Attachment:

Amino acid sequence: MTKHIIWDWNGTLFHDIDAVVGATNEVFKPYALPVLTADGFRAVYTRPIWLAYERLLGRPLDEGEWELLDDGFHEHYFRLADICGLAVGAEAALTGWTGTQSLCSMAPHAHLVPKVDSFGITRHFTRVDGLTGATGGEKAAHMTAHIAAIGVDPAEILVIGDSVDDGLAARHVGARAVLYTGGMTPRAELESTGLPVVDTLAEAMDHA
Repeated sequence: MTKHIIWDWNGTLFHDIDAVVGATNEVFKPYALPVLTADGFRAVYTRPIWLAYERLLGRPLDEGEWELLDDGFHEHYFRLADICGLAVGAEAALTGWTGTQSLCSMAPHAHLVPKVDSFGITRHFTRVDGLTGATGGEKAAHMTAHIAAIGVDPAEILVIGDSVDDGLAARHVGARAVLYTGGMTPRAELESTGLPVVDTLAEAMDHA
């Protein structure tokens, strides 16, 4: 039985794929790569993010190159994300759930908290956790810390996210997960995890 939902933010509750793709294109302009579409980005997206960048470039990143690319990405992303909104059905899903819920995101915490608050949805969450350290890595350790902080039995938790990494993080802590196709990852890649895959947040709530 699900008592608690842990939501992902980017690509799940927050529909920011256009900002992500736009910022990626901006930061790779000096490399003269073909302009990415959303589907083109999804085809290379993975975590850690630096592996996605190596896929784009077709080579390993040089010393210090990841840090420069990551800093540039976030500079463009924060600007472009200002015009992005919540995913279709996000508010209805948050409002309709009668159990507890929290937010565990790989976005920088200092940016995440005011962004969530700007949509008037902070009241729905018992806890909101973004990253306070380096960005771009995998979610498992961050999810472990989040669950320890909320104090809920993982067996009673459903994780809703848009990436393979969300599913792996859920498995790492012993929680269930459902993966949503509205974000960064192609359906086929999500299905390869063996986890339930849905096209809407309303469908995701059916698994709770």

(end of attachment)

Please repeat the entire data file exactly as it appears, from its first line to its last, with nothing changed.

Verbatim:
Amino acid sequence: MTKHIIWDWNGTLFHDIDAVVGATNEVFKPYALPVLTADGFRAVYTRPIWLAYERLLGRPLDEGEWELLDDGFHEHYFRLADICGLAVGAEAALTGWTGTQSLCSMAPHAHLVPKVDSFGITRHFTRVDGLTGATGGEKAAHMTAHIAAIGVDPAEILVIGDSVDDGLAARHVGARAVLYTGGMTPRAELESTGLPVVDTLAEAMDHA
Repeated sequence: MTKHIIWDWNGTLFHDIDAVVGATNEVFKPYALPVLTADGFRAVYTRPIWLAYERLLGRPLDEGEWELLDDGFHEHYFRLADICGLAVGAEAALTGWTGTQSLCSMAPHAHLVPKVDSFGITRHFTRVDGLTGATGGEKAAHMTAHIAAIGVDPAEILVIGDSVDDGLAARHVGARAVLYTGGMTPRAELESTGLPVVDTLAEAMDHA
């Protein structure tokens, strides 16, 4: 039985794929790569993010190159994300759930908290956790810390996210997960995890 939902933010509750793709294109302009579409980005997206960048470039990143690319990405992303909104059905899903819920995101915490608050949805969450350290890595350790902080039995938790990494993080802590196709990852890649895959947040709530 699900008592608690842990939501992902980017690509799940927050529909920011256009900002992500736009910022990626901006930061790779000096490399003269073909302009990415959303589907083109999804085809290379993975975590850690630096592996996605190596896929784009077709080579390993040089010393210090990841840090420069990551800093540039976030500079463009924060600007472009200002015009992005919540995913279709996000508010209805948050409002309709009668159990507890929290937010565990790989976005920088200092940016995440005011962004969530700007949509008037902070009241729905018992806890909101973004990253306070380096960005771009995998979610498992961050999810472990989040669950320890909320104090809920993982067996009673459903994780809703848009990436393979969300599913792996859920498995790492012993929680269930459902993966949503509205974000960064192609359906086929999500299905390869063996986890339930849905096209809407309303469908995701059916698994709770």